”Written byNick Trethowan
Between Friday and Sunday, while the law struggles to find its eyes, there exists the demons and the social itch.
Cape Town, Spring 2021. Early with the fog off the mountain and the desperation for normality in a time that is nothing but. Scene kids roll into their lodgings as curfew breaks around the Mother City. It’s easy to pretend that the city has been asleep between 11 and 4. That the precepts of law and order – as established and pleaded by our government – would be followed by the young and hopeful, but as a new day breaks, the sun rises upon the reality of underground culture in Cape Town. As Uber’s accompany those who risked the restricted and prohibited acts of jubilant miscreance and late-night adventures back home.
Between Friday and Sunday, while the law struggles to find its eyes, there exists the demons and the social itch. There raves the cry and need for something more in a time when it isn’t allowed. We cannot deny the need we have as people to lose ourselves in drink and celebration of life when every day we are reminded of the quaint mortality of our existence. News headlines decry terror while media outlets get their kicks off woe and tragedy because engagements couldn’t be higher. And while a new day breaks, already the skeleton of a story we see time and time again takes shape – that of human nature and doing that which we are not supposed to.
Squinting at the harsh light of day, I wonder at the nature of this beast – COVID 19. Undoubtedly those born from the ’80s onwards resided in a time of unprecedented world peace. Yet, in the past two years, those freedoms and those liberties have changed. Our generations conflict, our Great Depression and our Great War, is that of Social Depression and the great war for our souls. Prohibition on a level exercised internationally, yet not directly conflictual. We are not sent to the trenches or forced to work camps, we fire no guns and take no enemy combatants; instead, we sit in lockdown after lockdown, told what to do and what not to.
Sure, the golden states of America and nu-world Europe shine a future for congress and social gatherings. However, extreme caution is still prevalent for most of the world as we face increasing COVID variants and concerns over vaccinations. While COVID 19 has been the true global chord struck across the world, it’s with a fair level of brevity that we can expect everything to just “get better”.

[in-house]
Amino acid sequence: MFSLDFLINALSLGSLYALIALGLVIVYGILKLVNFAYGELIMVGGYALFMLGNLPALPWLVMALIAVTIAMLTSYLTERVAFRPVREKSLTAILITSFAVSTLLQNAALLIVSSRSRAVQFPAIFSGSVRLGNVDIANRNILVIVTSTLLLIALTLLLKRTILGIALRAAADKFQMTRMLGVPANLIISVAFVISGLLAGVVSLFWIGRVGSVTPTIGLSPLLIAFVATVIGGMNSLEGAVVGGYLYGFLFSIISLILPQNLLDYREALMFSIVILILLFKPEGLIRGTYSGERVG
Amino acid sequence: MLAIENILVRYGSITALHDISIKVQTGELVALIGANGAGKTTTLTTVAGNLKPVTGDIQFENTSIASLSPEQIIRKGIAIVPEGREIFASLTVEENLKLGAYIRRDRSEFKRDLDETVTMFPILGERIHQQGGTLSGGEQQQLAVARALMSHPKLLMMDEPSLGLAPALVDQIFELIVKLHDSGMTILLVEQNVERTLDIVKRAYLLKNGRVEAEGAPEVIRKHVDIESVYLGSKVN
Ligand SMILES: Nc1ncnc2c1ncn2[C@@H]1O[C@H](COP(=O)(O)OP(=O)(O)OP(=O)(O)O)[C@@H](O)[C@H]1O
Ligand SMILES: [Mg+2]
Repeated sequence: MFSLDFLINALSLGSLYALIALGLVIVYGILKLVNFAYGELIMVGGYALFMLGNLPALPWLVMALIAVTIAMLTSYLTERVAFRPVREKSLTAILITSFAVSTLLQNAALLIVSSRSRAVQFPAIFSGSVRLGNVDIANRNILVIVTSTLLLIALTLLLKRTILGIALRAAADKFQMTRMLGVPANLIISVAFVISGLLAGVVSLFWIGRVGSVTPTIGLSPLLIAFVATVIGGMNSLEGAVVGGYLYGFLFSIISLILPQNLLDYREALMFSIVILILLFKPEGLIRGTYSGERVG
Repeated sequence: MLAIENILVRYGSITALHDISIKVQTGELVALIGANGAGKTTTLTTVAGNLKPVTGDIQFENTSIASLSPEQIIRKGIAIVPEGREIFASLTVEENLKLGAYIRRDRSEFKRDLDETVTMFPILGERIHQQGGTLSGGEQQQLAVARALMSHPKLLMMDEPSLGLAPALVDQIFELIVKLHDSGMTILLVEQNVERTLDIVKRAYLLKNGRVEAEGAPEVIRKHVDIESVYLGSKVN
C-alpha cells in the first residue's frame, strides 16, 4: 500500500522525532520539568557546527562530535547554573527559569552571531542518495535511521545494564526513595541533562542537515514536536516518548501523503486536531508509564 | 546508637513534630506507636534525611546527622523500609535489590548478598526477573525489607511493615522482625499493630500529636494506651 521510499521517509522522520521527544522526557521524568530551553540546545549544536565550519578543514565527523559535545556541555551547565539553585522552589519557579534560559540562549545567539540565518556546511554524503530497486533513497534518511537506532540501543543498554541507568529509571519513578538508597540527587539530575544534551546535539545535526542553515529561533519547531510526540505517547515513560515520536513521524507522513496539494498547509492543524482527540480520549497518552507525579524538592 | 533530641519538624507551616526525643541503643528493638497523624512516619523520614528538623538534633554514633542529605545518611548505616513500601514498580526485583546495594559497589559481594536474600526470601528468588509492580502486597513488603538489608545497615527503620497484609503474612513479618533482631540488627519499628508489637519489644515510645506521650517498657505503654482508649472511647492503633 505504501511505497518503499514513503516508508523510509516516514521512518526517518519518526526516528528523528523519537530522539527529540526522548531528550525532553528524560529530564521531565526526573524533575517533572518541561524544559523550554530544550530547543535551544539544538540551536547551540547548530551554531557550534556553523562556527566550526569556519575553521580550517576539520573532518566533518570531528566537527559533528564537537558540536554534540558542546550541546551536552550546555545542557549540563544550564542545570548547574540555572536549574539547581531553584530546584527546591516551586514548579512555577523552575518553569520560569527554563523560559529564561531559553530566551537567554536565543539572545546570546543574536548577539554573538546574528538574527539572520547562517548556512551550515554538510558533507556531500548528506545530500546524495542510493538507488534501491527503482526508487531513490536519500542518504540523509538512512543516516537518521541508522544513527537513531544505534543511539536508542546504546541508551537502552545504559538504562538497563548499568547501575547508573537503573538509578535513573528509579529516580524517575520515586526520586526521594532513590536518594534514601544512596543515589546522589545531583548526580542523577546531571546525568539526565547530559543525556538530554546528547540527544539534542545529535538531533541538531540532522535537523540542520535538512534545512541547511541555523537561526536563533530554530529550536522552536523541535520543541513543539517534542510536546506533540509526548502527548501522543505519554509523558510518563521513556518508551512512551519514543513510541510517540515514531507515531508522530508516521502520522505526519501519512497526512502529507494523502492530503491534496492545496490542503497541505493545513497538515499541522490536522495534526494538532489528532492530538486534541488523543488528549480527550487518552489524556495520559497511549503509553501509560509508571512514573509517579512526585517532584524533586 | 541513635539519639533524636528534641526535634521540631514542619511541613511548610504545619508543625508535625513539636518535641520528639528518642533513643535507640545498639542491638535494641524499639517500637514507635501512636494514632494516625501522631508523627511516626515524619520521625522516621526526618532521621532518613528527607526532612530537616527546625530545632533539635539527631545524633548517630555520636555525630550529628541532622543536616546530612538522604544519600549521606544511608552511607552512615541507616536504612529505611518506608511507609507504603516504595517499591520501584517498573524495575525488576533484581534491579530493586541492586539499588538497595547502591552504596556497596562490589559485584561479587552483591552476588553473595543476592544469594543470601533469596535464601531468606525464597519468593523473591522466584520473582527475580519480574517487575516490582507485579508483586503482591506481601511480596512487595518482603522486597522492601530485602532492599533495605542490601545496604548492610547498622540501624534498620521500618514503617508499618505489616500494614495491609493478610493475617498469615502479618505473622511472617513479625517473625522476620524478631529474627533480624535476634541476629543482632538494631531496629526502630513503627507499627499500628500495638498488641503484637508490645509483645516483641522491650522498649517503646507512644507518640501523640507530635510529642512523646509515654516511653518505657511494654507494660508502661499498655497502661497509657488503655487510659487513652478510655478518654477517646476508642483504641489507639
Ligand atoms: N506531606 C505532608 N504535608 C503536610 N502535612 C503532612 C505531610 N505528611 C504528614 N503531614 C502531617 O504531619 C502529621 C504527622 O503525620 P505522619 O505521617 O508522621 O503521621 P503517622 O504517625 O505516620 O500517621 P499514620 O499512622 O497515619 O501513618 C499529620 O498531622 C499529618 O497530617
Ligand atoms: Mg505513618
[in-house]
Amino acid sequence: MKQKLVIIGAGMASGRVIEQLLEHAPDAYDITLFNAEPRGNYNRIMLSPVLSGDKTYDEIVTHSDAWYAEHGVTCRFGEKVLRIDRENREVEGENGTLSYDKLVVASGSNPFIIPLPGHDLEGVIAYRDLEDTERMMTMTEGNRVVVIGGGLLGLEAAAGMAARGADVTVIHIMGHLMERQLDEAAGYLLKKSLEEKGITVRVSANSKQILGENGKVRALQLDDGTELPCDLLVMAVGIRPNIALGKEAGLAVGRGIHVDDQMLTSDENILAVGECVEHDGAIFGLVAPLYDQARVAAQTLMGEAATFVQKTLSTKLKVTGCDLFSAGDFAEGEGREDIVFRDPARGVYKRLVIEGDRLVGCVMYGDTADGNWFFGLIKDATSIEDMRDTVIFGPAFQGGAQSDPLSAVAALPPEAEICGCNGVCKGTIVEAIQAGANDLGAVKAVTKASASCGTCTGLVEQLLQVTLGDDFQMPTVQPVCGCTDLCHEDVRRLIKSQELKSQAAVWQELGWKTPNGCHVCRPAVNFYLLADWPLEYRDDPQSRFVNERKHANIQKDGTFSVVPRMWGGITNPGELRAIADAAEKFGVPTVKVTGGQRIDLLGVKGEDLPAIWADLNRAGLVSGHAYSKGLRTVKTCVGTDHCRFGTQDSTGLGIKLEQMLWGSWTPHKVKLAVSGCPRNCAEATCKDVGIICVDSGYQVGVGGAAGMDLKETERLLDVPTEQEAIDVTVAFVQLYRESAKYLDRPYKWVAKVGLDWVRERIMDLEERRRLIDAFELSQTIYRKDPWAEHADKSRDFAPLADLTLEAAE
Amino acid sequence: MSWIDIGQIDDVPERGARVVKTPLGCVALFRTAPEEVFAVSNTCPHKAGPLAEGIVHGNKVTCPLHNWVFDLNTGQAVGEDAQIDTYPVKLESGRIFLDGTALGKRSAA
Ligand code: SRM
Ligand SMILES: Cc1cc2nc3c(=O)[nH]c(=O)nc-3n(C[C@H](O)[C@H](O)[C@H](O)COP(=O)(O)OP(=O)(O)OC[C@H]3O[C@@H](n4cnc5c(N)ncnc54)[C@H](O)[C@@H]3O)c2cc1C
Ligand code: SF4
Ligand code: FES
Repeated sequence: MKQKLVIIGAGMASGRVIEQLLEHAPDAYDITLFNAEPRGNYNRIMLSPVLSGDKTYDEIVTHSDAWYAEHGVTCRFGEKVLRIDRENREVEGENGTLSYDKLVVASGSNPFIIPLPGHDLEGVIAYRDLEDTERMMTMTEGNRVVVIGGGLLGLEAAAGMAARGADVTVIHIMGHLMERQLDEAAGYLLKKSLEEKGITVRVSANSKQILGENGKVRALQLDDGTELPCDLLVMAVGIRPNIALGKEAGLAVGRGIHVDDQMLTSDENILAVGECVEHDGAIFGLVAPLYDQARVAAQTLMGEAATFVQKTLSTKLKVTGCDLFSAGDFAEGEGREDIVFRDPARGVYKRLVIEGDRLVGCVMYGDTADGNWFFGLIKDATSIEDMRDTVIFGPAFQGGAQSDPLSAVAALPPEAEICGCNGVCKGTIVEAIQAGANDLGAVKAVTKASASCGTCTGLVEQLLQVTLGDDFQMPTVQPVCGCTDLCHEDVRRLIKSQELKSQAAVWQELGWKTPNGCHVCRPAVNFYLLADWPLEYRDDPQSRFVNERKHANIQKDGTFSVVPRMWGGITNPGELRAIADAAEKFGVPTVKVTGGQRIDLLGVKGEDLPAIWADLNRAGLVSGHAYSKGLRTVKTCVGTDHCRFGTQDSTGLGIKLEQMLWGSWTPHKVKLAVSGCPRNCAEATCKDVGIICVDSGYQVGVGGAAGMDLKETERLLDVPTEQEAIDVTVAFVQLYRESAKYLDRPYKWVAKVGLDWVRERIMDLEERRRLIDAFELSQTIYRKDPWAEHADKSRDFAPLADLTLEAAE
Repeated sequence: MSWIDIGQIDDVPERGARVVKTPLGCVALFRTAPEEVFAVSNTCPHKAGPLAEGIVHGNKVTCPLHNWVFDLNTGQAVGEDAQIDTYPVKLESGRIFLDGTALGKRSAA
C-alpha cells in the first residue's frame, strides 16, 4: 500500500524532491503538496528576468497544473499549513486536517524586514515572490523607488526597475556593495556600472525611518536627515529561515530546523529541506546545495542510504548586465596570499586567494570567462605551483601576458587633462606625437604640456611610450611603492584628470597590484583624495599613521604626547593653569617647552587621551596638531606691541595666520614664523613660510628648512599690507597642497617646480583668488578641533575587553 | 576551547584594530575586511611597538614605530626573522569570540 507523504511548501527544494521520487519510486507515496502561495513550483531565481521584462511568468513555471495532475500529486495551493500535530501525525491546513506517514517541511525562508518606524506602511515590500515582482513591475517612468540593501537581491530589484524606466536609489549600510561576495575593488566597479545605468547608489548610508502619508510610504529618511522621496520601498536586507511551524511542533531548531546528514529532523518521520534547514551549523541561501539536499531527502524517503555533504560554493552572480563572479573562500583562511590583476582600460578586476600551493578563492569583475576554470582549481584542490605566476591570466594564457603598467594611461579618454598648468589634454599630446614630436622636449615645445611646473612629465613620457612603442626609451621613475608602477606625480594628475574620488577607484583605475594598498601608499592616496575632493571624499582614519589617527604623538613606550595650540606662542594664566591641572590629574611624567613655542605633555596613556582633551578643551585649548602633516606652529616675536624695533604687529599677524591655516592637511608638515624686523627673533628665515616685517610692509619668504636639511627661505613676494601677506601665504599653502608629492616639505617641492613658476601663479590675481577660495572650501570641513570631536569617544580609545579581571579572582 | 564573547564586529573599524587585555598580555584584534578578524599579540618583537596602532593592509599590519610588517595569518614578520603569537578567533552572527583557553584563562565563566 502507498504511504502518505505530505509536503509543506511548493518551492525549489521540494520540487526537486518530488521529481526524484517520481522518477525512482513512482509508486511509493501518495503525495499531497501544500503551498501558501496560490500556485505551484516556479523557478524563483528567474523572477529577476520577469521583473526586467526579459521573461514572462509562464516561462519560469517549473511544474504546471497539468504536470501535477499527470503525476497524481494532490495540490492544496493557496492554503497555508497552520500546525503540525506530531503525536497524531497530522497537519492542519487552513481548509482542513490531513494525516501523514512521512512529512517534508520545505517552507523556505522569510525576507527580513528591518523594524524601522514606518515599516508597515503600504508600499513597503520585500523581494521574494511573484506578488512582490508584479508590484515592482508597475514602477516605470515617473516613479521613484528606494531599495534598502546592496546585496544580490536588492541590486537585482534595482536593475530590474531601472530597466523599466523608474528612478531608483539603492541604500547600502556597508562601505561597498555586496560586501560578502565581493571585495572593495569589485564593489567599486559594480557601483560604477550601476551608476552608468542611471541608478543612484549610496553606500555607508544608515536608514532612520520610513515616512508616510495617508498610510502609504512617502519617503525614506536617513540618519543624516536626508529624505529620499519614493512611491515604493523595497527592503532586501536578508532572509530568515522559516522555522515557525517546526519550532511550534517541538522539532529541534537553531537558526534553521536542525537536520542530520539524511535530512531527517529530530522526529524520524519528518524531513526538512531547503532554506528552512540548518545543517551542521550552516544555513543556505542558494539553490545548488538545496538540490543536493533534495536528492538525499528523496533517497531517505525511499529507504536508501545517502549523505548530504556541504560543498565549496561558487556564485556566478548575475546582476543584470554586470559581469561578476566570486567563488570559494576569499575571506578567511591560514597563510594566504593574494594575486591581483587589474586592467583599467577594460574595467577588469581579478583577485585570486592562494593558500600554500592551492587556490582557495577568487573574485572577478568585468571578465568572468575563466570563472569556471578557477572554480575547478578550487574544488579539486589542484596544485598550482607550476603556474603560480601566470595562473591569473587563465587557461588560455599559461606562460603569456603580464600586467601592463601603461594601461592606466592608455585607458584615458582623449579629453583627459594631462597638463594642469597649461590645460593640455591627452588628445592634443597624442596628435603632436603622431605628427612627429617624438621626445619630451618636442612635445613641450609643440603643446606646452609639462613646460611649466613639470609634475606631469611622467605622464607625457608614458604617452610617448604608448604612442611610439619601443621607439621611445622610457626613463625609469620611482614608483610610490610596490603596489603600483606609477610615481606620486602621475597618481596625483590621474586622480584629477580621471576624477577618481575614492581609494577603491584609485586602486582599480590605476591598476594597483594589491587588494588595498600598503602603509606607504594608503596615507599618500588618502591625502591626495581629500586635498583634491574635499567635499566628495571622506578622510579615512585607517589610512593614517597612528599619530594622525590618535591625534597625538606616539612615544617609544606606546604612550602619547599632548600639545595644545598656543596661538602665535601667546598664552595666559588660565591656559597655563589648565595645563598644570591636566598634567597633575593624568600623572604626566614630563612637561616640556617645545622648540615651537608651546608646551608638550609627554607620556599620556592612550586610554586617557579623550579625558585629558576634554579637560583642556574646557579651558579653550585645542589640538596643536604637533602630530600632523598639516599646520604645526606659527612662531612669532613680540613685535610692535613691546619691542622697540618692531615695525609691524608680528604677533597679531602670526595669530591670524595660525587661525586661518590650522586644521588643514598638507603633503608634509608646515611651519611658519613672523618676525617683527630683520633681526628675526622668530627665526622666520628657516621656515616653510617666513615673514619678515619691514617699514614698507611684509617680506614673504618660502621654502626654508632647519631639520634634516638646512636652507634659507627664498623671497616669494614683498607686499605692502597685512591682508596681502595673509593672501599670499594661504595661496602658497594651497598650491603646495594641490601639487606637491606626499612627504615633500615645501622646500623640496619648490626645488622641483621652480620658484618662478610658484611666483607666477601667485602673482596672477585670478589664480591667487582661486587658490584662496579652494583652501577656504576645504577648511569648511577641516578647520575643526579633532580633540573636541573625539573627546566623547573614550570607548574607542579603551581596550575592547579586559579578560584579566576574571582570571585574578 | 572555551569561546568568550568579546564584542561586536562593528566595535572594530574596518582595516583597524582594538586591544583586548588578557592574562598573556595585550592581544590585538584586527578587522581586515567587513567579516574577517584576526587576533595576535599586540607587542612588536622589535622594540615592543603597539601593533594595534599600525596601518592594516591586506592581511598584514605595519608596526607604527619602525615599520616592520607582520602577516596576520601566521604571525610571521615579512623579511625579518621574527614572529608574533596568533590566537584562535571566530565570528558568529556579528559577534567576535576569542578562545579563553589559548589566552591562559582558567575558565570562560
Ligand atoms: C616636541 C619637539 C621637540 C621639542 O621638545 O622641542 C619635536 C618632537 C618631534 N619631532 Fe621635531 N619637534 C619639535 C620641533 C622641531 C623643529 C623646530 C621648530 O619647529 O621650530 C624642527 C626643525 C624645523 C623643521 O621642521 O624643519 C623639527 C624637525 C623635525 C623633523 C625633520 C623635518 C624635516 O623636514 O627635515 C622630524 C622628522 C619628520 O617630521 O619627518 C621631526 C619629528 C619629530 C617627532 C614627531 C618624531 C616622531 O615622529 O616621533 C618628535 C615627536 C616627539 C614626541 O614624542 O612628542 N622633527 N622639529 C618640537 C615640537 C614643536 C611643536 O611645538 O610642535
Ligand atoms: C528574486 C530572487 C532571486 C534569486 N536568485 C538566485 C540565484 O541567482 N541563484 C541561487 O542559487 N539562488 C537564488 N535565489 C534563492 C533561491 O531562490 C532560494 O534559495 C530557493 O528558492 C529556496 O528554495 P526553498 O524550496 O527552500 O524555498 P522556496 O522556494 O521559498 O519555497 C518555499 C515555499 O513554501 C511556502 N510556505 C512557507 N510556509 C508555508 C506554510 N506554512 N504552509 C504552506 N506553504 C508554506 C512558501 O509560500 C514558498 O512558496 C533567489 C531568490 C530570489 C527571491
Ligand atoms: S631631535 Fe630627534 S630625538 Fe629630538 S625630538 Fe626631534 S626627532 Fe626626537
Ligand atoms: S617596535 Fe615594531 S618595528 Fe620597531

“While we adjust, and while society transforms, the need for release is real. For many, it’s the unity of socialising, a drink with friends, making yourself look good and feel good.”
While we adjust, and while society transforms, the need for release is real. For many, it’s the unity of socialising, a drink with friends, making yourself look good and feel good. And while it’s easy to condemn the behaviour of the young or the restless as arrogant or irresponsible, it would be hypocritical to think these things WON’T happen.
It would be convenient if we could say “NO” and it would be so, but it isn’t. And while we enter the grey area of morality, of whether or not to facilitate that which is not legal, the underlying concept of underground culture is intrinsically South African. Stemming from before Apartheid with Dutch resistance against the English, Bantu resistance against the Dutch, being told what to do is not historically what the people of our country and our nature respond well to. We are fiercely independent, and although we have shown unity, cracks have risen un-precedented in our young democracy’s history. Fear, rent, taxes. These went into lockdown with us. Paranoia and mania stand poised to sweep us into fever while we wait for a return to something, anything other than the increasing frustration and anxiety at bills and surviving. In a time when hope should be the weapon of the masses, we are reminded to distance and remain apart. Where once we could unite to rally our fears – now in a time of supposed equality, it has felt like we have never been more divided. The Social Media Gap widens and widens; the spread of information and access to false information mixes in a dangerous blend of spewed rhetoric and cyber battles, tainting all those involved. As Dr King once said, “Hate cannot beat Hate, only love can do that”.